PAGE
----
“Five of the districts we visited reported that, if the past is an indicator, participation will improve over time as students adjust to the new food items, and three noted the importance of nutrition education for students and parents to help make the transition to healthier school meals more successful,” they said.

Neither the Agriculture Department, which wrote the rules, nor the office of first lady Michelle Obama, who has made school nutrition a priority, responded to messages seeking comment on the report.

GAO investigators said Agriculture Department officials generally agreed with the report’s recommendations, though the two sides disagreed on whether the department is able to properly monitor whether districts are complying with the rules.

Lunch trays are required to have at least a half-cup of fruits or vegetables, and milk must contain no more than 1 percent fat. The rules also ban trans fats and set higher minimum calorie levels for each student meal.

After the standards went into effect in the 2012-13 school year, the GAO said, the number of students buying school lunches — which had been on a steady increase — dropped by a total of 1.2 million students.

GAO investigators talked with students and found that some ended up buying food from vending machines or from a la carte lines in the cafeteria, or went off campus to eat.

One of the school districts that investigators analyzed said it stopped allowing students to eat off campus.

“With a closed campus policy, students are required to stay on the school campus during the lunch period, which increases the likelihood that they will participate in the school lunch program,” investigators concluded.

GAO investigators said 321 school districts dropped out of the school lunch program altogether in the previous year, and many did so to avoid the mandates.

“Some of the stuff we had to offer, they wouldn’t eat,” Superintendent Gary Lewis in Catlin, Ill., told The Associated Press last year. “So you sit there and watch the kids, and you know they’re hungry at the end of the day, and that led to some behavior and some lack of attentiveness.”

Investigators said schools reported a number of problems implementing the standards. Some districts said switching from canned to fresh produce meant they had to have more frequent shipments — and that meant an increased likelihood of workplace injuries because of extra unloading and lifting.

“Staff in one [school food authority] noted that the increased amount of time and effort to prepare fruits and vegetables also led to morale issues when staff saw students throw the fruits and vegetables in the trash,” the investigators said.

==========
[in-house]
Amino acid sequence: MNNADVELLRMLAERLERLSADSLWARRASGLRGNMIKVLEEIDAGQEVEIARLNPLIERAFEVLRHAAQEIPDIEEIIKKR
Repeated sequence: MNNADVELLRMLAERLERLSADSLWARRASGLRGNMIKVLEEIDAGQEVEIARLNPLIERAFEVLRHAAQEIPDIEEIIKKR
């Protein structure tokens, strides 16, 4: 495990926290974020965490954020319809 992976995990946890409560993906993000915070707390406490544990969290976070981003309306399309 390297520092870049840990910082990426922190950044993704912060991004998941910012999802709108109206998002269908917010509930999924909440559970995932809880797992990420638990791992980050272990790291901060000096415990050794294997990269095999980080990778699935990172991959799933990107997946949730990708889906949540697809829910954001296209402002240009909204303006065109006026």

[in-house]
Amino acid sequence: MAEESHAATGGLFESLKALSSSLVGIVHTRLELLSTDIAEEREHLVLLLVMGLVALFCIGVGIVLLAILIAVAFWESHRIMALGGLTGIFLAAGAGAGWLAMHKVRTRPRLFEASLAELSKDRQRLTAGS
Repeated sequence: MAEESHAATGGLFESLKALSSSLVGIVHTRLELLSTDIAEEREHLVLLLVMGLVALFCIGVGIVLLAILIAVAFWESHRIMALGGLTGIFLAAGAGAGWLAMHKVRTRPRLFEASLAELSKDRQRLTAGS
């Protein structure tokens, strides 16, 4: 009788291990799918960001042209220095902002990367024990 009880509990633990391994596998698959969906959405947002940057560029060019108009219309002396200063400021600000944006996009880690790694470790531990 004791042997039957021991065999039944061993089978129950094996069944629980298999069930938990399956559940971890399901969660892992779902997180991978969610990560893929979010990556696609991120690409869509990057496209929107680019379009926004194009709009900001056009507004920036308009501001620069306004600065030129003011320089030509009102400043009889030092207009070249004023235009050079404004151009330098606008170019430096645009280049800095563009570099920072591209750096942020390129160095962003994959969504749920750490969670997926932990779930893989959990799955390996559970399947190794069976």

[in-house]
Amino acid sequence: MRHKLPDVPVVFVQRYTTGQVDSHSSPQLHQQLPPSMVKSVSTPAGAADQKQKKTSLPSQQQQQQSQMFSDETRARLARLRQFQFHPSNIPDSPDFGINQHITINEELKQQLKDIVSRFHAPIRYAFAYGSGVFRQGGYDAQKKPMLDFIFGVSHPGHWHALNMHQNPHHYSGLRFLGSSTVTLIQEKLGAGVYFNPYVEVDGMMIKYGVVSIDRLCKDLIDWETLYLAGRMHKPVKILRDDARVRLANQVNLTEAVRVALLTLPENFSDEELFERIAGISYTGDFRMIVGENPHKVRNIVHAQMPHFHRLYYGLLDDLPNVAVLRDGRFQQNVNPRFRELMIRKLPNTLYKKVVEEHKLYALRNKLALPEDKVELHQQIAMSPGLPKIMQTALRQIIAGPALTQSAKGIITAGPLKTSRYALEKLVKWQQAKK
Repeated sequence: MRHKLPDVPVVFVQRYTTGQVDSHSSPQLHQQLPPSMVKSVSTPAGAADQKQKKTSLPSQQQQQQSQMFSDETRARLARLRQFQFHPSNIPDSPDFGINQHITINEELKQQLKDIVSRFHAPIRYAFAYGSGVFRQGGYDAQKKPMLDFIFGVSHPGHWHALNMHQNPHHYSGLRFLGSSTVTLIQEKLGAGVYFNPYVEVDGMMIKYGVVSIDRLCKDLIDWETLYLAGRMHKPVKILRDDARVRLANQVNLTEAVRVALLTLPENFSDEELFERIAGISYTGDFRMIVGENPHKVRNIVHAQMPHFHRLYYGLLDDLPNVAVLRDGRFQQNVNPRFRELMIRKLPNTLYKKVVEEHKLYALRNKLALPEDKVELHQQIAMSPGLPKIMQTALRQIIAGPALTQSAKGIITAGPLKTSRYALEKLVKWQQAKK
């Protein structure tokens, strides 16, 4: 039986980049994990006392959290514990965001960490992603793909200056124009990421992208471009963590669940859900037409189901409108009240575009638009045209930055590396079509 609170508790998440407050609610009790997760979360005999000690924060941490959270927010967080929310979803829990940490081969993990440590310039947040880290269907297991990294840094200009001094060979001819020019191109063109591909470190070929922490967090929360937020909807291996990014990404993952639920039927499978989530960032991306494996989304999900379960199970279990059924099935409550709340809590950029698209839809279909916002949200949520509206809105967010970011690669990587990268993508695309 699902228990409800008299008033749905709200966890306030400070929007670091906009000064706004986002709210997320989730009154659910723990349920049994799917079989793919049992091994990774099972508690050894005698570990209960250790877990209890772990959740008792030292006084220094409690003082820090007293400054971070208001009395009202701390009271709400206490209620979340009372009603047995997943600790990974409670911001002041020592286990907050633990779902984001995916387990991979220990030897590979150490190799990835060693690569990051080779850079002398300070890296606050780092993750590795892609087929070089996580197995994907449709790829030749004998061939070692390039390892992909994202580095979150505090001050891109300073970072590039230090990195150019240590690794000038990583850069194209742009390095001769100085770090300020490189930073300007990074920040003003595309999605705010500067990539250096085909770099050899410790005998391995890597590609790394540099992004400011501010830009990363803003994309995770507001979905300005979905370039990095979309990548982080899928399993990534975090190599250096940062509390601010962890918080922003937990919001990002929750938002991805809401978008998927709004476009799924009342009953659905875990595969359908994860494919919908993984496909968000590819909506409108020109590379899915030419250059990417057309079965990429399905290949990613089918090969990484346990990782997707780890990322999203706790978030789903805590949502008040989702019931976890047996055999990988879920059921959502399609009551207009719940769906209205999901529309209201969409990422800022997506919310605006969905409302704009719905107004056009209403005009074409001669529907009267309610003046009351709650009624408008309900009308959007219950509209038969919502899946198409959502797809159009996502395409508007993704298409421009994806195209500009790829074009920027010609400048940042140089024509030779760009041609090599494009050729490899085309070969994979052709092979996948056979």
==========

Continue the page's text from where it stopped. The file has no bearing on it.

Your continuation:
Some schools also said they had to buy spoons and ladles to adjust to the new portion sizes.

The GAO said the eight districts it visited were Caddo Parish Public Schools in Louisiana, Carlisle Area School District in Pennsylvania, Chicago Public Schools, Coeur d’Alene School District in Idaho, Irving Independent School District in Texas, Mukwonago Area School District in Wisconsin, Spokane Public Schools in Washington, and Fairfax County Public Schools in Virginia.

The report didn’t specify which district added pudding and potato chips to its menu to meet calorie guidelines.


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Vietnamese Refuse Fruits, Vegetables From China Fearing Toxic Food; But Sometimes They Boycott Farm Produce from VN by Mistake

June 6, 2013

VietNamNet Bridge – Being watchful over Chinese toxic goods, Vietnamese consumers have turned their back to many kinds of farm produce. As a result, real Vietnamese farm produce have been unsalable.

Gourds and pumpkins, the antipyretic vegetables favored by Vietnamese housewives on hot summer days, have been selling very slowly.

Though the selling prices of the vegetables have decreased sharply, they remain unsalable, because consumers fear these could be sourced from China. Since it’s very difficult for consumers to tell the difference between Chinese and Vietnamese products, they would rather not to buy these vegetables.

The “invasion” of Chinese products to Vietnam has been step by step killing the domestic agriculture production, not because the products are more competitive than domestic products, but because Chinese products have disseminated the fear among Vietnamese consumers.

Vietnamese fruits unsalable because they are dirt cheap

Watermelons have been available everywhere in Hanoi, from the pavement kiosks to fruit shops, from traditional markets to modern supermarkets. The sellers said they have to ease the selling prices sharply, but the sale still has been going very slowly.

“Consumers think these are Chinese watermelons, therefore, they refuse to buy the fruits,” a seller on Nguyen Trai street said.

The merchants at traditional markets also complain that pumpkins cannot be sold, though the selling price is “next to nothing”, also because Vietnamese fear the pumpkins are from China. In their thoughts, Chinese goods mean toxic and low quality products.